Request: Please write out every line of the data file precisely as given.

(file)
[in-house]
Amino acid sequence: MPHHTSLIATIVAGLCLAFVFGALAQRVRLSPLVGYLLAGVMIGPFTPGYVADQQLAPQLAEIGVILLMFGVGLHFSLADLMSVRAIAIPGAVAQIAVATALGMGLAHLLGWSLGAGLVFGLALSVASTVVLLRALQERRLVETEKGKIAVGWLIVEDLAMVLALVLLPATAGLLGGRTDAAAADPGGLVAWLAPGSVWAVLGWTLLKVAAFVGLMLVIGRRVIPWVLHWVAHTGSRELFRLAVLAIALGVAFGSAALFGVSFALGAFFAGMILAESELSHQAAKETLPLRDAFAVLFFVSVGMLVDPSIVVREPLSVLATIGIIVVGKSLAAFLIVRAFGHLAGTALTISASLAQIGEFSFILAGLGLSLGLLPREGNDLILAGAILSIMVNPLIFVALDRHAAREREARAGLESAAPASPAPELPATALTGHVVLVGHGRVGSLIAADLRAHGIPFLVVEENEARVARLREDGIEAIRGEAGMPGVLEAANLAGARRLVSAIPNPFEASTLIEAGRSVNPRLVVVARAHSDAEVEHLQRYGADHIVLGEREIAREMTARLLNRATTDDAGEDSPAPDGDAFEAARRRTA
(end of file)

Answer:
[in-house]
Amino acid sequence: MPHHTSLIATIVAGLCLAFVFGALAQRVRLSPLVGYLLAGVMIGPFTPGYVADQQLAPQLAEIGVILLMFGVGLHFSLADLMSVRAIAIPGAVAQIAVATALGMGLAHLLGWSLGAGLVFGLALSVASTVVLLRALQERRLVETEKGKIAVGWLIVEDLAMVLALVLLPATAGLLGGRTDAAAADPGGLVAWLAPGSVWAVLGWTLLKVAAFVGLMLVIGRRVIPWVLHWVAHTGSRELFRLAVLAIALGVAFGSAALFGVSFALGAFFAGMILAESELSHQAAKETLPLRDAFAVLFFVSVGMLVDPSIVVREPLSVLATIGIIVVGKSLAAFLIVRAFGHLAGTALTISASLAQIGEFSFILAGLGLSLGLLPREGNDLILAGAILSIMVNPLIFVALDRHAAREREARAGLESAAPASPAPELPATALTGHVVLVGHGRVGSLIAADLRAHGIPFLVVEENEARVARLREDGIEAIRGEAGMPGVLEAANLAGARRLVSAIPNPFEASTLIEAGRSVNPRLVVVARAHSDAEVEHLQRYGADHIVLGEREIAREMTARLLNRATTDDAGEDSPAPDGDAFEAARRRTA